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Blog 216

Blog 216

Meet the TC Team: Interview with Postdoctoral Visitor Dr. Andrew Molas

By Katharina Pabst

In our second instalment of the "Meet the TC Team" series, we talked to Postdoctoral Visitor Dr. Andrew Molas about the research project he is pursuing at the Teaching Commons and how he first became interested in educational development.

Tell us about yourself.

My name is Dr. Andrew Molas and I am a post-doctoral visitor in educational development at the York University Teaching Commons. I hold an Honours Bachelor of Arts degree in English and Philosophy from the University of Toronto, a Master’s degree in Philosophy from York University, and a PhD in Philosophy from York University. In my dissertation, Minimizing Stigma, Improving Care: An Investigation into Empathy and Narrative for Understanding the Lived Experience of Schizophrenia (2022), I argued that contemporary understandings of the concept of empathy are problematic in therapeutic contexts and that a phenomenological account of empathy, as developed by Edith Stein, offers a more refined method of understanding the lived experiences of others which can be used to improve practices of care. The majority of my scholarly research has focused on mental health, and I am grateful to be able to continue that kind of research in my post-doctoral studies in educational development.

Tell us about one project you are working on at the moment.

My current research focuses on supporting faculty mental health in the context of post-secondary education. The motivation for this topic emerged after I attended an educational developer conference and many of the participants discussed their experiences of emotional burnout and were comparing their experience of supporting institutions of higher learning during the initial stages of the COVID-19 pandemic to the experiences of healthcare workers. Given my research in mental health, I did a preliminary review of the literature and was shocked at what I found. Despite hundreds of articles, books, and policy reports on the topic of student mental health in university (and rightfully so as it is an important topic), the topic of faculty mental health was shockingly lacking. With this in mind, I prepared my post-doctoral application with this topic as my proposal and I am excited to be apart of the Teaching Commons team as I undertake this important research.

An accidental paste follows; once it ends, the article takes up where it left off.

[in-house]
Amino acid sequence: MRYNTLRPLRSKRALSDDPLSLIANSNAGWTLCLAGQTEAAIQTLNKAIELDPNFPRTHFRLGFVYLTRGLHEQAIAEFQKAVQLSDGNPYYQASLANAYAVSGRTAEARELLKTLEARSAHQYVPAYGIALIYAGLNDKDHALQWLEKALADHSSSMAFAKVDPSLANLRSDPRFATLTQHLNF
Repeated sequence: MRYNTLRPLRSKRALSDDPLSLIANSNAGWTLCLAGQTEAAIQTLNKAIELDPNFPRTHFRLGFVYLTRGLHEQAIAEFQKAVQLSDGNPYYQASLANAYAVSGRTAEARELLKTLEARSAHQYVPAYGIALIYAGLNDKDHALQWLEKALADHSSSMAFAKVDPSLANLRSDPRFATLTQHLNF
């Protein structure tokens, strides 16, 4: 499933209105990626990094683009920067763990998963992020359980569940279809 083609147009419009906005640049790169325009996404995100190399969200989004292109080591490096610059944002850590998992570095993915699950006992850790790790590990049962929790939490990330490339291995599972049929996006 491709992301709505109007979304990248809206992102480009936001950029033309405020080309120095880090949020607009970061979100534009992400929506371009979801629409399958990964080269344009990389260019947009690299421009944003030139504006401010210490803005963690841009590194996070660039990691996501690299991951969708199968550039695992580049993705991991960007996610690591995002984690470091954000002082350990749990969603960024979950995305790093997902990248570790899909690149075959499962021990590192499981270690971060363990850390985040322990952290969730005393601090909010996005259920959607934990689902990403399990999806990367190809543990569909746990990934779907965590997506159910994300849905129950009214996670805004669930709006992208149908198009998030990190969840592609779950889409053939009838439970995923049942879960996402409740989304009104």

How did you get into educational development?

When I began my doctoral studies in 2014, I attended several professional development workshops and courses that the Teaching Commons offered to support graduate students and TAs in their own educational development. In fact, I believe I hold the unofficial record for the most professional development workshops attended at the Teaching Commons with over 150 workshops and webinars over the course of my time as a graduate student. That is the thing about educational development: once you start, it’s hard to stop doing it! After recognizing the benefits that these workshops and courses had on my own teaching in the classroom, I wanted to support other graduate students in their own professional development by becoming a Teaching Commons Tutor (TCT). During that time, I got an opportunity to work one-on-one with graduate students in a mentorship role as they developed resources for their respective faculties, designed teaching workshops for other graduate students, and created their individual teaching dossiers. It was a rewarding experience to offer pedagogical support to other graduate students from across the university.